|Dec-10-05|| ||suenteus po 147: <Saruman> I used to hate Botvinnik intensely as both a player and a person, but learning more about him I have softened a great deal. His computer style play is not so much a surrender to the silicon beast, but the workings of a mad scientist, up all night cackling in the lab. I don't know why, but that image of Botvinnik in a white labcoat wearing black goggles and holding a beaker bubbling over with the Botvinnik, Sem-Slav System (D44), makes me smile and think better of Botvinnik than I had. He's still a dubious character on par with Kasparov, but I appreciate Mikhail's play a lot more, and his achievements.|
|Dec-10-05|| ||Saruman: <I used to hate Botvinnik intensely as both a player and a person> why? (Its my turn to become inquisitive =))|
|Dec-10-05|| ||suenteus po 147: <Saruman> As a player I used to dislike Botvinnik's "absolute correctness" of play, largely because it reminded me of computer play, which I dislike. I also didn't like Botvinnik's behavior as a person, especially as world champion with the backing of the Soviet School of chess. I came to learn over time, though, that his developments were not the result of computer chess (maybe aspiring to that kind of play) but of his own experimentation, research, and analysis. His style will never be my favorite, but I now have a greater appreciation for his play. As a person, I understand he was just creating the best career for himself he could (in chess at the very least), but his treatment of Bronstein and Tal (let alone others) does make him a likable person to me. There are others who know and have read about Botvinnik more than I have that you should ask if you want more details (and correct details). <Resignation Trap> is a good person to ask off the top of my head.|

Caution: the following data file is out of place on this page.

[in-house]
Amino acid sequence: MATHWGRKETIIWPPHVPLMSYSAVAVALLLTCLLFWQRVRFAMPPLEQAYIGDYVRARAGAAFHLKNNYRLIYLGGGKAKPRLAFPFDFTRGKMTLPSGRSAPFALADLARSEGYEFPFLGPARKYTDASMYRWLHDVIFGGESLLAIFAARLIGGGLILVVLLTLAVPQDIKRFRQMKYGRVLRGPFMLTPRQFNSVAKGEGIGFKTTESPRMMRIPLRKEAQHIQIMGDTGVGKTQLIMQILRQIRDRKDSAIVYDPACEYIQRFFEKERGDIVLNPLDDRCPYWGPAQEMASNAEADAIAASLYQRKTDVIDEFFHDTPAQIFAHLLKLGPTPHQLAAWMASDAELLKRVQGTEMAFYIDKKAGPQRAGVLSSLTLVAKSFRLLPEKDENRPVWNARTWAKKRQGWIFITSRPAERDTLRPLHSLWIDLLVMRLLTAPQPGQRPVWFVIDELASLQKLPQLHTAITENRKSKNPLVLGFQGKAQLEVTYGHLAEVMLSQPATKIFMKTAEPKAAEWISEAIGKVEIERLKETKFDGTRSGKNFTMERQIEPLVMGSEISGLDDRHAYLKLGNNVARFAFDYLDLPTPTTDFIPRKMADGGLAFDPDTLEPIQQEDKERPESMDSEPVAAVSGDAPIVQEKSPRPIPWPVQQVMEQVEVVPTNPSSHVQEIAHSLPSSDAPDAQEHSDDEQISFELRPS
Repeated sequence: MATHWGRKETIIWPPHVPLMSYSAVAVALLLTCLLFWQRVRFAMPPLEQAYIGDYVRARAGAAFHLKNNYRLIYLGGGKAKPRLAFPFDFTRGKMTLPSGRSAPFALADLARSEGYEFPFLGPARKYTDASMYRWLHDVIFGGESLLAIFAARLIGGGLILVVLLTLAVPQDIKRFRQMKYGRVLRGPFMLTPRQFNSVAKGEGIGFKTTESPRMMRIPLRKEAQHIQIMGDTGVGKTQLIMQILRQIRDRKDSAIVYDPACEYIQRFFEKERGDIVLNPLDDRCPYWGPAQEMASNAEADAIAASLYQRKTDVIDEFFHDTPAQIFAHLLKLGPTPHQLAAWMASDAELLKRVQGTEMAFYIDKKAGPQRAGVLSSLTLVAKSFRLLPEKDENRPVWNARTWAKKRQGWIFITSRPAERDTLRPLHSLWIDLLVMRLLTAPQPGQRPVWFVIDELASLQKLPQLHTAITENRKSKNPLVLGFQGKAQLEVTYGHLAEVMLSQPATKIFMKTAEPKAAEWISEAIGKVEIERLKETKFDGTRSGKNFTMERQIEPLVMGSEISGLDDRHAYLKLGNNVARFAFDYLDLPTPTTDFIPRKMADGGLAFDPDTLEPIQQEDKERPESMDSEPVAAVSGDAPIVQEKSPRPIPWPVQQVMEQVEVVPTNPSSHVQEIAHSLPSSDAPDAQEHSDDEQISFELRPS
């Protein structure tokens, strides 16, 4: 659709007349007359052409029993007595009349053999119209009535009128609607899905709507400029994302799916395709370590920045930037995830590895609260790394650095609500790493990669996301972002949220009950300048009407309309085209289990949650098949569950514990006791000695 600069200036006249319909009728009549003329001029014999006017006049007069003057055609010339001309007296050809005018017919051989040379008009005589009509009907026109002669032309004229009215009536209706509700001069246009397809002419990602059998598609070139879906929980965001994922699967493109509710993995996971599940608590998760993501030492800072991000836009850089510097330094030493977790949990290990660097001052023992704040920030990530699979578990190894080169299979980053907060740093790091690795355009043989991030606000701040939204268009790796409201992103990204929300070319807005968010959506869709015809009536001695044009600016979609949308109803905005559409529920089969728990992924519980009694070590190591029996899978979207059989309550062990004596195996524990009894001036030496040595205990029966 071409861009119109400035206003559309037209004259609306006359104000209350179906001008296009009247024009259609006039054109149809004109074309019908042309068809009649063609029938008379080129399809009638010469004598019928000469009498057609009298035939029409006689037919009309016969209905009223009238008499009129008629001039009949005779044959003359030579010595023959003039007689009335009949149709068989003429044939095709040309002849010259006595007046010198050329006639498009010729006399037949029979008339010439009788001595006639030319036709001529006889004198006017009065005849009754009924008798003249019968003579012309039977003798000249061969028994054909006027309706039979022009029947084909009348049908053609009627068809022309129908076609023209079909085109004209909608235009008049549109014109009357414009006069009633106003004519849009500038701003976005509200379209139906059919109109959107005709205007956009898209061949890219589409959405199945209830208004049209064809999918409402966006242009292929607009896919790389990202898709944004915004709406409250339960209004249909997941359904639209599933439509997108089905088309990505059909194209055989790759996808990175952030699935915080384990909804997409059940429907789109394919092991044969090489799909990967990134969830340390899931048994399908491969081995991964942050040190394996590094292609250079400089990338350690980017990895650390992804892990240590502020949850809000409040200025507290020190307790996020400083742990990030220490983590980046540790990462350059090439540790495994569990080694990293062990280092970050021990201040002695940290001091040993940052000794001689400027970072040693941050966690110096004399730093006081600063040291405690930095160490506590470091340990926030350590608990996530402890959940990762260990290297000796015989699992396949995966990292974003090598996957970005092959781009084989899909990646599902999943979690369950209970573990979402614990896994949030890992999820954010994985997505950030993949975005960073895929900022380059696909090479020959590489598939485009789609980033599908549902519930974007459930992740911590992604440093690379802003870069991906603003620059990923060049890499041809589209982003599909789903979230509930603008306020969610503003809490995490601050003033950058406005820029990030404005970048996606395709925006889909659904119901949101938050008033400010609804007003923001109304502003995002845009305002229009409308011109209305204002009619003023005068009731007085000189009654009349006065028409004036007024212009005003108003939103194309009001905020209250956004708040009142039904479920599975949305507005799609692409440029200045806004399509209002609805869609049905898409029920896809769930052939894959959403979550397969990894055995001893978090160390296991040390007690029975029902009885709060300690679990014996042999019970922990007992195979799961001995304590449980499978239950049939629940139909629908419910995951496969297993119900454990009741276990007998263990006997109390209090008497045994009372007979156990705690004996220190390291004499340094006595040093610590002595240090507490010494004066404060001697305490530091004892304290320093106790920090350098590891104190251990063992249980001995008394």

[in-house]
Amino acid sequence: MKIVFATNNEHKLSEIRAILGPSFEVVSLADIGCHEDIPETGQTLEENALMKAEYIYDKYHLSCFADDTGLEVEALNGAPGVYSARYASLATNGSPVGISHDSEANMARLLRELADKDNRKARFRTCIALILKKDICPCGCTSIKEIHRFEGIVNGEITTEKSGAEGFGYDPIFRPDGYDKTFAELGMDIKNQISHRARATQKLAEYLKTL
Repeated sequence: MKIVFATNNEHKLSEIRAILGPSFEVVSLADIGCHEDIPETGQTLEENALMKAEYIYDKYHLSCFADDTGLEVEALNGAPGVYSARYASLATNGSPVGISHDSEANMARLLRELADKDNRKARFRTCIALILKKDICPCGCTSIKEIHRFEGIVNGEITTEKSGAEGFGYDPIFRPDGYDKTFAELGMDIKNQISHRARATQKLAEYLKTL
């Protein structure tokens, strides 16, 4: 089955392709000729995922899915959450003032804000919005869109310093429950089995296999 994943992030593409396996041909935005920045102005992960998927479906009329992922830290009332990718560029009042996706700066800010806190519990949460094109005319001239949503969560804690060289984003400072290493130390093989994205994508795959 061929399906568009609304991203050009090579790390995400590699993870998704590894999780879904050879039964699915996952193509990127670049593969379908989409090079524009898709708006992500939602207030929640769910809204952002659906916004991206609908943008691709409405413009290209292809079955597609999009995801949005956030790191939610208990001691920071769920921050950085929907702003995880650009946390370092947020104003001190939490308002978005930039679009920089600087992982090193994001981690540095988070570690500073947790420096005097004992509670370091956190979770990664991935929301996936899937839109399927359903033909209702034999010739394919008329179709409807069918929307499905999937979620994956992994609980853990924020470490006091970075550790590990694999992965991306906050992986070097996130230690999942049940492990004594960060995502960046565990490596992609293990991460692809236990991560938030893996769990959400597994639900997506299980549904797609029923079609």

|Dec-12-05|| ||suenteus po 147: Hmmm...that should say "does <not> make him a likable person to me" in the preceding post.|
|Dec-12-05|| ||KingG: <suenteus po 147> Have you changed your mind about Kasparov yet?|
|Dec-12-05|| ||suenteus po 147: <KingG> Next week I intend to pour over your Kasparov collection. I won't take it as the final word, but it's my starting point. Any games you want to include there you should over the next seven to ten days :)|
|Dec-24-05|| ||offramp: In the picture of Botvinnik the background carpet on the wall is actually airbrushed in. It was originally Bogatyrchuk and Kortschnoi laughing. They were both erased from history.|
The foreground has been airbrushed, too. The picture used to be of Lev Yashin.
|Dec-24-05|| ||hitman84: <offramp>unbelievable where did u get that info?|
|Dec-24-05|| ||aw1988: <offramp> LOL|
|Dec-24-05|| ||setebos: Actually its communism which ended up in the dustbin of history|
|Dec-25-05|| ||Dudley: I believe they did that. When Kruschev (sp?) took over in the 50s an attempt was mad to de-Stalinize the whole society. I saw a before and after version of a clip from a well known Soviet film about Lenin, and in a triumphant scene the Stalin character was obscured by someone stepping in front of him. I used to think that only the communists tried to rewrite history, but now I see that we (US) do it also, although not in such a blatant form. At least as far as I know about!|
|Dec-29-05|| ||BIDMONFA: Mikhail Botvinnik|
< Earlier Kibitzing · PAGE 11 OF 63 ·